Death is part of your life. It is part of everyone’s life. One loss in particular changes you and, as a result, you vow to take off all of the heavy armor you carry as to not befall the same fate.

Photo by Heidi Fin on Unsplash

You aren’t rich, but you don’t have to worry about money any more. But you still do, and that is okay. If you can, don’t take out that extra student loan. Except for that one you use to travel and study abroad in London. Worth every penny.

You know how you always say that the only concert you would pay the big bucks to see is Elton John? You’ll have the chance to spend that moola and score great seats on his Farewell Tour.

Here’s another “mic drop,” as they say these days.

Believe it or not — you are not actually invincible. You’ll get arthritis, struggle with pain, and your hands will look like your mom’s. You develop a case of generalized anxiety, caused by so many different things, but you pin it down to the stresses of doctoral education. You start to worry about the finite nature of your life.

So, why don’t you just go ahead and start caring about your heart, and liver, and brain — starting right now? And drink more water.

Photo by Francisco Galarza on Unsplash

Speaking of drinking, in college, you are going to drink a lot of tequila. Like, a lot, young lady. I wish you wouldn’t have felt the need to use it as a way to cope, but you did. You don’t get arrested or assaulted or into any trouble, but for the love of Buddha, consider taking it down a notch.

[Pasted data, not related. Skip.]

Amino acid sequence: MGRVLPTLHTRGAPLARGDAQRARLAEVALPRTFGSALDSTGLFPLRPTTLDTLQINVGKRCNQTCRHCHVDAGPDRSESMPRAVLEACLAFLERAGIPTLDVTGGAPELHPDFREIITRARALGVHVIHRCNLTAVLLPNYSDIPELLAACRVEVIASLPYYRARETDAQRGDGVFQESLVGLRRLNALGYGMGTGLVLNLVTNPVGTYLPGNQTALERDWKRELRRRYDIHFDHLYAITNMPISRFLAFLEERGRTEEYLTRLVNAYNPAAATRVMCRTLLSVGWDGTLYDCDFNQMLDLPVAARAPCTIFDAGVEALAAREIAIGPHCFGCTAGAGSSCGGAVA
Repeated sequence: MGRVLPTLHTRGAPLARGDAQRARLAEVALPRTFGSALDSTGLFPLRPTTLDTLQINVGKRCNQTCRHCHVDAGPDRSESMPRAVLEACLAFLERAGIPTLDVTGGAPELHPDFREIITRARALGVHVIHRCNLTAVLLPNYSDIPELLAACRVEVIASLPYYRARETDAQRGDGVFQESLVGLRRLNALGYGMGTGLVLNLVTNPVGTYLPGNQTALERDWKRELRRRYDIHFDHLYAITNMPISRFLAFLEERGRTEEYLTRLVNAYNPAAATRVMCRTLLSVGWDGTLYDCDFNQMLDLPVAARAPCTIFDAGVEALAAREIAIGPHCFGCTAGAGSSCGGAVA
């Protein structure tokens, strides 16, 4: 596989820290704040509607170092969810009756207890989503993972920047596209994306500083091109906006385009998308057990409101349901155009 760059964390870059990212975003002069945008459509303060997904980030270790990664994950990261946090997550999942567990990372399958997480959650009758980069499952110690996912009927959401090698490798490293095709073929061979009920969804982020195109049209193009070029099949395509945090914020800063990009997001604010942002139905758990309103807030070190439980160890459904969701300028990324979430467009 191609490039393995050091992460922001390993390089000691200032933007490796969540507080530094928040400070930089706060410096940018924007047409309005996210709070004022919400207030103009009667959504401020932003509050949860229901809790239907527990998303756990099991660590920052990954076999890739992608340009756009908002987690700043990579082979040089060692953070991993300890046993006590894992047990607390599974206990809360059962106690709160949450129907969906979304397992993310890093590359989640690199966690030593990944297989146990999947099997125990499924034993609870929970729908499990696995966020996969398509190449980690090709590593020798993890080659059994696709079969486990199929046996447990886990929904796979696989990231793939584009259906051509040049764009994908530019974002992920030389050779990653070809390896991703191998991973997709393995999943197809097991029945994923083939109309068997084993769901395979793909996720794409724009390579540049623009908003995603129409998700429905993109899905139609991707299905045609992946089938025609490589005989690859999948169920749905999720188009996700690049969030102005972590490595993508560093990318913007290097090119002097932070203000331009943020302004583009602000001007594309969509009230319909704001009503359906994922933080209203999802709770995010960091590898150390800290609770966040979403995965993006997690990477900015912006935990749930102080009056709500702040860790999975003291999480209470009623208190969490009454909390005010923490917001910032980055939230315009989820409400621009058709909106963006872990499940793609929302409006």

By your 21st birthday, you figure yourself out and trade the tequila binges for once-a-month Jack & Cokes and a glass of wine here and there. And it works out okay.

For as hard as you work to get away from your hometown — you live in London, Chicago, and Ocean Springs — but you end up right back where you started, in the middle of nowhere Indiana. Trust me, still go on these adventures. Still try to escape. The return to the cornfields is oh-so-sweet.

The best part is, along the way, you meet some of the most wonderful people that have ever walked the planet. You are loved, supported, and deeply cared for. These people make you laugh, let you cry, and you do the same for them.

You are successful.

You are kind and gentle, yet tempered with a spine of steel.

You fail and you rise.

And it all keeps going.

Your life is wonderful.

Nothing turns out how you have planned, and nothing ever will. Let that sink in and keep moving forward darlin’.

Photo by Vlad Bagacian on Unsplash

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Erin Sadler, Ph.D.

Written by

Writer. Psychologist. Fueled by conversation, connection, coffee, & internet cats.

The Startup

Get smarter at building your thing. Follow to join The Startup’s +8 million monthly readers & +793K followers.

Erin Sadler, Ph.D.

Written by

Writer. Psychologist. Fueled by conversation, connection, coffee, & internet cats.

The Startup

Get smarter at building your thing. Follow to join The Startup’s +8 million monthly readers & +793K followers.